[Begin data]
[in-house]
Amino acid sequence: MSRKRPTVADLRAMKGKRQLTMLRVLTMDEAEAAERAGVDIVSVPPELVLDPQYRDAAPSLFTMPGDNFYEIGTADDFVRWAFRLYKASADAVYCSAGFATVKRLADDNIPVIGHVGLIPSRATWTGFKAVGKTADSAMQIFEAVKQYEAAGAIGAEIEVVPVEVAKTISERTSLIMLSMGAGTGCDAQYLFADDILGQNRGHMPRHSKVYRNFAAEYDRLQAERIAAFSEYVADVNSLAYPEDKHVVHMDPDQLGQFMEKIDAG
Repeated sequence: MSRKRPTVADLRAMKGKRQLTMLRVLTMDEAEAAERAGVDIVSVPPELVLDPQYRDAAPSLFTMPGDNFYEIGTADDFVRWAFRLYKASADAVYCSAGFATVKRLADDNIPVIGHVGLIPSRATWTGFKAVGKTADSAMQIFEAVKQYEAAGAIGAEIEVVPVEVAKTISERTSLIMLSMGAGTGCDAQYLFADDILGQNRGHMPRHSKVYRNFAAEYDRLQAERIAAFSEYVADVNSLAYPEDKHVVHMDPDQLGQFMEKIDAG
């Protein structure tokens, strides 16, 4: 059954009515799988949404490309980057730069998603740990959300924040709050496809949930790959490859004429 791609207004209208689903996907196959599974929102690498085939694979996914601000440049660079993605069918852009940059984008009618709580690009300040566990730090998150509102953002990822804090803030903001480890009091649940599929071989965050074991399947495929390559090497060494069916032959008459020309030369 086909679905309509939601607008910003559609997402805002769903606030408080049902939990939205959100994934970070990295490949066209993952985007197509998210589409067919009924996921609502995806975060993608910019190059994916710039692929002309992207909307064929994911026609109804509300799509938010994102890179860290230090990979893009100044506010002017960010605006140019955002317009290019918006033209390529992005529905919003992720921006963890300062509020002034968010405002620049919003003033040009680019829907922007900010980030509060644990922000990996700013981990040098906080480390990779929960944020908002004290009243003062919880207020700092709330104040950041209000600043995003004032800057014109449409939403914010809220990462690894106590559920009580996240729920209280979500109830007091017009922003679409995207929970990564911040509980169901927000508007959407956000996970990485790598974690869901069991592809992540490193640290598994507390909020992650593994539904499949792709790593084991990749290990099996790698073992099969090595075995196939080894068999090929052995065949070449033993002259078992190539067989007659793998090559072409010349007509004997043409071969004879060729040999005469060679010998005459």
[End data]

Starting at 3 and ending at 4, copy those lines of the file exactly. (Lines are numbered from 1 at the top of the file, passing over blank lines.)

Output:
Repeated sequence: MSRKRPTVADLRAMKGKRQLTMLRVLTMDEAEAAERAGVDIVSVPPELVLDPQYRDAAPSLFTMPGDNFYEIGTADDFVRWAFRLYKASADAVYCSAGFATVKRLADDNIPVIGHVGLIPSRATWTGFKAVGKTADSAMQIFEAVKQYEAAGAIGAEIEVVPVEVAKTISERTSLIMLSMGAGTGCDAQYLFADDILGQNRGHMPRHSKVYRNFAAEYDRLQAERIAAFSEYVADVNSLAYPEDKHVVHMDPDQLGQFMEKIDAG
């Protein structure tokens, strides 16, 4: 059954009515799988949404490309980057730069998603740990959300924040709050496809949930790959490859004429 791609207004209208689903996907196959599974929102690498085939694979996914601000440049660079993605069918852009940059984008009618709580690009300040566990730090998150509102953002990822804090803030903001480890009091649940599929071989965050074991399947495929390559090497060494069916032959008459020309030369 086909679905309509939601607008910003559609997402805002769903606030408080049902939990939205959100994934970070990295490949066209993952985007197509998210589409067919009924996921609502995806975060993608910019190059994916710039692929002309992207909307064929994911026609109804509300799509938010994102890179860290230090990979893009100044506010002017960010605006140019955002317009290019918006033209390529992005529905919003992720921006963890300062509020002034968010405002620049919003003033040009680019829907922007900010980030509060644990922000990996700013981990040098906080480390990779929960944020908002004290009243003062919880207020700092709330104040950041209000600043995003004032800057014109449409939403914010809220990462690894106590559920009580996240729920209280979500109830007091017009922003679409995207929970990564911040509980169901927000508007959407956000996970990485790598974690869901069991592809992540490193640290598994507390909020992650593994539904499949792709790593084991990749290990099996790698073992099969090595075995196939080894068999090929052995065949070449033993002259078992190539067989007659793998090559072409010349007509004997043409071969004879060729040999005469060679010998005459």